When I was a couples and family therapist I tried hard to explain to my clients what mediation was and how it differed from therapy. Often this distinction is crucially important; but it was a difficult thing to explain, not only because it’s not the easiest concept to grasp for clients, often distressed and confused clients, but also because we therapists and mediators need to face that there is real overlap despite the essential differences that we emphasise.
The fundamental difference between mediation and therapy boils down to the word “change”. Mediation is not a process to change a situation; it starts with the acceptance of a situation. Given the situation, what can we do to apply fairness to it? – sufficient fairness to be seen and accepted by all parties. This usually amounts to a fair division of some disputed thing, such that at the end of the process no party has all that they desire, but all can agree that the division has been fair, or as fair as possible.
Therapy, on the other hand, is about change above all. Failure to change is failure of therapy. In contrast to mediation, it is about not accepting the situation, but changing it. What we all – therapists and clients – want from the process of therapy is the unsticking of a stuck, static situation and its growth into something new. With therapy at its best, it grows not only into something new but something deeper and richer. No wonder therapy usually takes more sessions than mediation.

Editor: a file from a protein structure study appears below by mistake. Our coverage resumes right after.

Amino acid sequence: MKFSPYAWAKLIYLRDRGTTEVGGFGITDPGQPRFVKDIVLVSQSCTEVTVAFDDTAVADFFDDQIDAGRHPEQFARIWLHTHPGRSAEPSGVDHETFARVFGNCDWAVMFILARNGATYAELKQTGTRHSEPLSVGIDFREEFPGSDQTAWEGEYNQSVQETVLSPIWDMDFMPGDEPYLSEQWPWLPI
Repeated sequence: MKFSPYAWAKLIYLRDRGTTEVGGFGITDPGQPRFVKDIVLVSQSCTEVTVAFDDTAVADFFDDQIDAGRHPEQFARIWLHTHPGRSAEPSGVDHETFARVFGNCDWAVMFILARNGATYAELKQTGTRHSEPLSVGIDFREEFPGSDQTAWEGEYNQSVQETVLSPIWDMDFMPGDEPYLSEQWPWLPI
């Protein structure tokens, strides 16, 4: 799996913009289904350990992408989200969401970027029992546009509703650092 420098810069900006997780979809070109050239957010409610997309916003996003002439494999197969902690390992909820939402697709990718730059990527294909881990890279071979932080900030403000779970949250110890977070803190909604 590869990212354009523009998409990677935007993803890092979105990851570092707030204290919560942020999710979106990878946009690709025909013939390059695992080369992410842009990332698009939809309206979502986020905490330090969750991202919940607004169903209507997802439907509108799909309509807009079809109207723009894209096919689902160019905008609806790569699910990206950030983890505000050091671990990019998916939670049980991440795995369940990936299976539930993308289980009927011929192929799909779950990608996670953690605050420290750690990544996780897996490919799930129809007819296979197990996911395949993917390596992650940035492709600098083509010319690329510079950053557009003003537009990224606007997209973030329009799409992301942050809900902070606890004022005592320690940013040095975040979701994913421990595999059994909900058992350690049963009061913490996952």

I think those two paragraphs on change make the distinction clear. I am reluctant to mess that up now by describing the overlaps that smear the divide; but I think I must. Because: there is a component of mediation in therapy; and in a family situation mediation can itself be therapeutic.
With a couple or family in the room, one of the processes that the therapist is facilitating is listening and understanding, i.e. of one client towards another. Everyone is describing in turn how they see things, and everyone else is reacting. In this sense, the therapist is mediating the discussion. It is an essential prelude to change and a concomitant of change.
A therapeutic benefit is also a possible outcome of family mediation in its purest form, perhaps, for example, undertaken by a lawyer working on the terms of a couple’s separation and divorce. This benefit may be especially received by a child. Children are often weaponised in bitter disputes between parents and then used as the most deadly torpedoes in the fight. Needless to say, this deeply harms a child’s wellbeing and development. If the mediation is successful, and through its fairness the sense of injustice in the parents is assuaged, then they can turn to thinking of their children not as a weapon of war but as people who need to feel the love and security given by both their parents. So, mediation can be, and often is, therapeutic.